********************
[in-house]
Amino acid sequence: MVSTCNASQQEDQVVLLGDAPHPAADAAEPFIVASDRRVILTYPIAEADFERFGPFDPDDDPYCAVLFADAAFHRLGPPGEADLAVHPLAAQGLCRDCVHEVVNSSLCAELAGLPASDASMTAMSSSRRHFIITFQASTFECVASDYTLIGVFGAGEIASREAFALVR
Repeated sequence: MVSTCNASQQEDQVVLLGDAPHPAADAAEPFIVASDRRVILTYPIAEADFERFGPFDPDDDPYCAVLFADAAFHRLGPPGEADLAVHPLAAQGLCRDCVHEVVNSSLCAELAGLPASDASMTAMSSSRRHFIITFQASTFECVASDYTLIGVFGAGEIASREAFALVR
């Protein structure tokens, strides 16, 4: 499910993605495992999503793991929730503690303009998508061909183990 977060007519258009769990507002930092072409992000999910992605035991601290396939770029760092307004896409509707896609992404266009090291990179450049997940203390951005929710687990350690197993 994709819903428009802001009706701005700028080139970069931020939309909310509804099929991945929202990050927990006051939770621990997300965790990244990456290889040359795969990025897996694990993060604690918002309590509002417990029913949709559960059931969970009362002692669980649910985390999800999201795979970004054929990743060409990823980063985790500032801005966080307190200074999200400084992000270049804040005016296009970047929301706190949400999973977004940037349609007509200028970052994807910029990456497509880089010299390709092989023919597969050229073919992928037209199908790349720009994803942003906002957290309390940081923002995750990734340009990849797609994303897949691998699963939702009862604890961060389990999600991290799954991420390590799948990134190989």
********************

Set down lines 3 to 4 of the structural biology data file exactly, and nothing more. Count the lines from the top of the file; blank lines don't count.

Repeated sequence: MVSTCNASQQEDQVVLLGDAPHPAADAAEPFIVASDRRVILTYPIAEADFERFGPFDPDDDPYCAVLFADAAFHRLGPPGEADLAVHPLAAQGLCRDCVHEVVNSSLCAELAGLPASDASMTAMSSSRRHFIITFQASTFECVASDYTLIGVFGAGEIASREAFALVR
């Protein structure tokens, strides 16, 4: 499910993605495992999503793991929730503690303009998508061909183990 977060007519258009769990507002930092072409992000999910992605035991601290396939770029760092307004896409509707896609992404266009090291990179450049997940203390951005929710687990350690197993 994709819903428009802001009706701005700028080139970069931020939309909310509804099929991945929202990050927990006051939770621990997300965790990244990456290889040359795969990025897996694990993060604690918002309590509002417990029913949709559960059931969970009362002692669980649910985390999800999201795979970004054929990743060409990823980063985790500032801005966080307190200074999200400084992000270049804040005016296009970047929301706190949400999973977004940037349609007509200028970052994807910029990456497509880089010299390709092989023919597969050229073919992928037209199908790349720009994803942003906002957290309390940081923002995750990734340009990849797609994303897949691998699963939702009862604890961060389990999600991290799954991420390590799948990134190989």